POLICE in Fiji are widening their scope on the recent drug find to match a pattern of drug finds lately in the region amidst fears that the drugs may have been destined for Australia.
As drugs as seriously lucrative as these often attract equally adverse elements, it is no wonder that people like acting Assistant Superintendent of Police Prem Adip are reluctant to reveal too much details.
However he did say that they are looking at the operation of a cartel or syndicate, as Australian Federal Police sources hinted yesterday to media representatives there.
A woman from Mexico and a man from Colombia have been charged with the drug find and appeared in the Nadi Court recently.
The Council on Foreign Affairs website states that apart from traffickers in the United States, Colombians earn more from the drug trade than do any other nationality of the western hemisphere.
The infamous Medellyn cartel alone is reputed to earn some US$2 (F$3.24) billion to $4 (F$6.47) billion a year and to rival many Fortune 500 companies in terms of its global reach, the website states.
However all things aside - the two are innocent until proven guilty.
Mr Adip said while they were aware of the Australian aspect they could not confirm anything at the moment.
"Maybe it was destined for Australia or New Zealand but we do not have any indications from the two people arrested that they were destined for these countries," he said.
"At the moment no local has ever been charged for using such substances and all we have are people charged with marijuana use."
When asked about whether Australian officers being involved in investigations Mr Adip said by throwing light of movements of detectives involved and the time the drugs may be sent overseas for testing it would jeopardise the security of those involved.
"It would be best if I kept these things a secret as you know these things can get dangerous."
Mr Adip said Australian officers based with the Transnational Crime Office were assisting with the investigations.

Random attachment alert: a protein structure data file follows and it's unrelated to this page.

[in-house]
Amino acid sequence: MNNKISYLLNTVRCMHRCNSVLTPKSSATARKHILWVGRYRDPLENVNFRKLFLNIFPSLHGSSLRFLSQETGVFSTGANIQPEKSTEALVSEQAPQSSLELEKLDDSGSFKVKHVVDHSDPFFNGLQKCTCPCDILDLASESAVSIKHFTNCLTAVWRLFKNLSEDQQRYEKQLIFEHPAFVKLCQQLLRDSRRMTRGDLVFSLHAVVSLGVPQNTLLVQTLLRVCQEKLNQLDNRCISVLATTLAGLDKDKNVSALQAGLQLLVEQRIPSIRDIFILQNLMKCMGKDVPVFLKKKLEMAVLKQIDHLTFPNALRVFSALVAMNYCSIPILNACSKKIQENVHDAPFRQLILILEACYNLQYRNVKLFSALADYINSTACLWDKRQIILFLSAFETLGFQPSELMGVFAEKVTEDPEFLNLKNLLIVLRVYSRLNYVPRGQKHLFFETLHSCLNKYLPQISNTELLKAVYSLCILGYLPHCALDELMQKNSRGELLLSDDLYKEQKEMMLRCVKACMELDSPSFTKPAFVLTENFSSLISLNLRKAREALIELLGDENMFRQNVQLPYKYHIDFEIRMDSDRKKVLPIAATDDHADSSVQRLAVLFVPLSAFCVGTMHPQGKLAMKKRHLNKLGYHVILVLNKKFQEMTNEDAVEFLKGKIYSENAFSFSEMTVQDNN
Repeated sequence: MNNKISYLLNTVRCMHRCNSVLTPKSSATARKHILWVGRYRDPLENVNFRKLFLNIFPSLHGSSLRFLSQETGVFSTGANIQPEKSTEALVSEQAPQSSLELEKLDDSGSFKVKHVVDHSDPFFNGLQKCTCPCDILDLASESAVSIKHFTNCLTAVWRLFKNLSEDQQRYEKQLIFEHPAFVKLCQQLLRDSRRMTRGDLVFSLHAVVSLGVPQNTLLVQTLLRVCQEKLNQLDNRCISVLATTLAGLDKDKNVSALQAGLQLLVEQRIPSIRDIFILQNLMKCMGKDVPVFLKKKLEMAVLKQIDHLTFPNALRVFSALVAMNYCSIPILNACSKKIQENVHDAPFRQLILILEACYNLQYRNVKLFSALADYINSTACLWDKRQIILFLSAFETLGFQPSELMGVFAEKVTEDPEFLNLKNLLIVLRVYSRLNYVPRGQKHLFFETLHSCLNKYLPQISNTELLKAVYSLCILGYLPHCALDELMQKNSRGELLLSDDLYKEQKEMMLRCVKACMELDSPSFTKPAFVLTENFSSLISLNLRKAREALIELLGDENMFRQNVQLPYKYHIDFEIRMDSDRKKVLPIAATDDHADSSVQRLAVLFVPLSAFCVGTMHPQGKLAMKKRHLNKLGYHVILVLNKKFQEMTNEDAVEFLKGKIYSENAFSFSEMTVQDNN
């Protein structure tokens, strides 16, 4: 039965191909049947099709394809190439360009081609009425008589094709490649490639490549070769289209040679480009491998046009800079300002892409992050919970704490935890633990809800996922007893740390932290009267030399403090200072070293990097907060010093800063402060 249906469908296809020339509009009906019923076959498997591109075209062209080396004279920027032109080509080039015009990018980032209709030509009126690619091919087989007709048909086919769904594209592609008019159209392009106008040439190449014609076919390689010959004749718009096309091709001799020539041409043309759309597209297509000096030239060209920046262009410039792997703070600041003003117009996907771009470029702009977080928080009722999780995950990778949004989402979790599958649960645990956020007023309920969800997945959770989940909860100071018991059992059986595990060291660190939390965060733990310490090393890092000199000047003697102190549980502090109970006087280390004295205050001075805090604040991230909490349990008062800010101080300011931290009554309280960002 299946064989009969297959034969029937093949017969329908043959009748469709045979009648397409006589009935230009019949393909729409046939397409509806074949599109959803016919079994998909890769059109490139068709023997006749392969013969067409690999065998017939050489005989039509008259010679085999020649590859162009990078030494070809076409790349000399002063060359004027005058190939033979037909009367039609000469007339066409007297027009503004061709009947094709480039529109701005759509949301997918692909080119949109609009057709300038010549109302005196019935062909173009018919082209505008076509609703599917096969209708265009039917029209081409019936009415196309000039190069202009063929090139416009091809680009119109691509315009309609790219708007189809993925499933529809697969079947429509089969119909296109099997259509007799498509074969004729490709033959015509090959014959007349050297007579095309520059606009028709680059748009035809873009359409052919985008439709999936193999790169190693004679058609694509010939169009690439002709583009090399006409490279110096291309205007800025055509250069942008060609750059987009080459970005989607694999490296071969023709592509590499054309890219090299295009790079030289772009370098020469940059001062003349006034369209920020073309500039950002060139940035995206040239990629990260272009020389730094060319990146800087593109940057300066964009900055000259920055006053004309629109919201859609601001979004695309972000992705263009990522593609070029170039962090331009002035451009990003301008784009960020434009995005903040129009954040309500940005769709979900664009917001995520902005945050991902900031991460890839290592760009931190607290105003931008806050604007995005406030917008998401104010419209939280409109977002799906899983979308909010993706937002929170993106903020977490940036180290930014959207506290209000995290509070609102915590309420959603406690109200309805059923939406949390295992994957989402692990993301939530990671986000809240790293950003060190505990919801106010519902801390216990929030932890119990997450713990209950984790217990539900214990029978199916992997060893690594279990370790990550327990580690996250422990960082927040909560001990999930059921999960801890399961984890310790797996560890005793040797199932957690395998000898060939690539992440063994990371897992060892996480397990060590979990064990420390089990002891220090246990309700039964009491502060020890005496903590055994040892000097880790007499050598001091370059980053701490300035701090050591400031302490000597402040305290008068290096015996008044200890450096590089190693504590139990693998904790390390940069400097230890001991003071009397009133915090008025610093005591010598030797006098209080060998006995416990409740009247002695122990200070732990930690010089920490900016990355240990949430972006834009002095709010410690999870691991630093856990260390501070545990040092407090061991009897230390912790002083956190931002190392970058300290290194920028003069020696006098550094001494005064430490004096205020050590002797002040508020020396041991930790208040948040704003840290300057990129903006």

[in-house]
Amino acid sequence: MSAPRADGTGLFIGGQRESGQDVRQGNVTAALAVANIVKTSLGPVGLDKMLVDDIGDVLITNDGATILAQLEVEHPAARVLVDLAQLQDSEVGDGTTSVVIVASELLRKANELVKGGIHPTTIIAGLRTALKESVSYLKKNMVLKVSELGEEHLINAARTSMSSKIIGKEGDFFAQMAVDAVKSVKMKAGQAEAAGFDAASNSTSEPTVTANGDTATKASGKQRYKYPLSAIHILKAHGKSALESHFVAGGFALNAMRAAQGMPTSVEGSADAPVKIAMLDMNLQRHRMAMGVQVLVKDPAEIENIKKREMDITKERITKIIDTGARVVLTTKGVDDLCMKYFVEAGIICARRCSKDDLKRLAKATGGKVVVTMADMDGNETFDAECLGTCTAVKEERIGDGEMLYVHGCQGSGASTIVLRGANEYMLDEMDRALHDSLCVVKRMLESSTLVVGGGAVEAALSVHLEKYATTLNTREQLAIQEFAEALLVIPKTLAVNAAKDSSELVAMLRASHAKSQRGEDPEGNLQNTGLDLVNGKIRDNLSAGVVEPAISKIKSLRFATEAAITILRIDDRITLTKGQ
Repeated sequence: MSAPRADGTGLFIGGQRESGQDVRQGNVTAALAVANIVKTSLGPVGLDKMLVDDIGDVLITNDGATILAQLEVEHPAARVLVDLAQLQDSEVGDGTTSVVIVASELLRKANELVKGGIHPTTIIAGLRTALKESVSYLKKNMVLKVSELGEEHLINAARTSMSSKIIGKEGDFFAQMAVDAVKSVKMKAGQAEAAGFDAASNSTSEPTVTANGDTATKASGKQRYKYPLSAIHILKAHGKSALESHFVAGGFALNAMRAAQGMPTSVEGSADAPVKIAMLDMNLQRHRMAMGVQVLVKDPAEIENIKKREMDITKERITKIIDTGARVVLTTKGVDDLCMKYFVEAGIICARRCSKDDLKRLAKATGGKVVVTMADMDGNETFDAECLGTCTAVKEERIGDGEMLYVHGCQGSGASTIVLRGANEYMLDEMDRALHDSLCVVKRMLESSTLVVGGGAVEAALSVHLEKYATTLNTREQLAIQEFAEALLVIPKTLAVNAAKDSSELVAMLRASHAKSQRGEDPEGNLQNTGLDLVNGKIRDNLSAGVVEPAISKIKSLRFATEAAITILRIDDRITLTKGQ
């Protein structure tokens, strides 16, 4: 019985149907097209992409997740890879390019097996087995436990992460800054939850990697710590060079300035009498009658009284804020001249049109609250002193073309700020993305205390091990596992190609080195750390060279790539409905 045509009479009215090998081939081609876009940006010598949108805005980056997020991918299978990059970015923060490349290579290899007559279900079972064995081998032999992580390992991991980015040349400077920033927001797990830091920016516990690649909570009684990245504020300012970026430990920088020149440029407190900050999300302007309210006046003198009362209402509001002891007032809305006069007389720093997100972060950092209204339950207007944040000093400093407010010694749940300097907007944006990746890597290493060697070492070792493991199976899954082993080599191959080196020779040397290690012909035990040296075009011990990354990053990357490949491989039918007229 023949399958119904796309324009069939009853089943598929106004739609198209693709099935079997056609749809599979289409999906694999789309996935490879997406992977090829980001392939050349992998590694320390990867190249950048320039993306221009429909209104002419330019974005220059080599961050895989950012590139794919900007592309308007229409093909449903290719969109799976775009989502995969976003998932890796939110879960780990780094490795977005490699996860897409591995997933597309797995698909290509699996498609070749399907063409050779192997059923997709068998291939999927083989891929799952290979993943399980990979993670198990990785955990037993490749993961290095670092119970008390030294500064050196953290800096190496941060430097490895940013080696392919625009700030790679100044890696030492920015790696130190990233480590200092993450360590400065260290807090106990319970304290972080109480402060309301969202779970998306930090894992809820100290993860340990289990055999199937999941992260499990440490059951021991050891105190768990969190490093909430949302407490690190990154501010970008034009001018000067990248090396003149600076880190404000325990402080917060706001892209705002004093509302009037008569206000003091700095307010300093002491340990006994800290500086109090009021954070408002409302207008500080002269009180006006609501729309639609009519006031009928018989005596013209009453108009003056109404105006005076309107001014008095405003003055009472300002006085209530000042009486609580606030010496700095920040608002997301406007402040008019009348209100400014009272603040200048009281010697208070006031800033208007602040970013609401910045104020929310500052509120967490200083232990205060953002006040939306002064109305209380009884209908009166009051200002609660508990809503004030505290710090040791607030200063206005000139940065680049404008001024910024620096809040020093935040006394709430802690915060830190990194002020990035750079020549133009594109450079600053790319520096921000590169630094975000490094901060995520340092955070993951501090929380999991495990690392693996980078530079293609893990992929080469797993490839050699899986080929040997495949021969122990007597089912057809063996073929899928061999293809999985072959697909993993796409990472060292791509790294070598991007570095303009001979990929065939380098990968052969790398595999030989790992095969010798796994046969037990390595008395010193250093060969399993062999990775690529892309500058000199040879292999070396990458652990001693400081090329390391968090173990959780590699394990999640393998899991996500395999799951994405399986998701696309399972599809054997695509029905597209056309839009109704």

Spokesperson for the Australian Federal Police in Canberra Rhiannon McAdie said AFP was aware of the arrests that occurred in Fiji in relation to drug importations.
Ms McAdie said two Australian police officers were also helping out with the Transnational Crime Unit in Suva.
She said the AFP have provided assistance, training and equipment to Pacific Island countries to establish their own transnational crime unit's (TCUs) to combat the threat posed by transnational crime in the Pacific.
"The Pacific Transnational Crime Network (PTCN) is an AFP initiative that provides a proactive, transnational criminal intelligence and investigative capability to Pacific region law enforcement agencies," she said.
"It is a law enforcement network that includes police, customs and immigration officers and comprises transnational Crime Units (TCUs) in Fiji, Samoa, Tonga, Papua New Guinea and Vanuatu.
"The AFP is in regular contact with the Fijian Police, and other Pacific Islands, through the AFP International Network and the Pacific Transnational Crime Network," Ms McAdie said.
But as Police Commissioner Esala Teleni stated the main concern is how did the substances and those responsible manage to slip through our customs net in Nadi.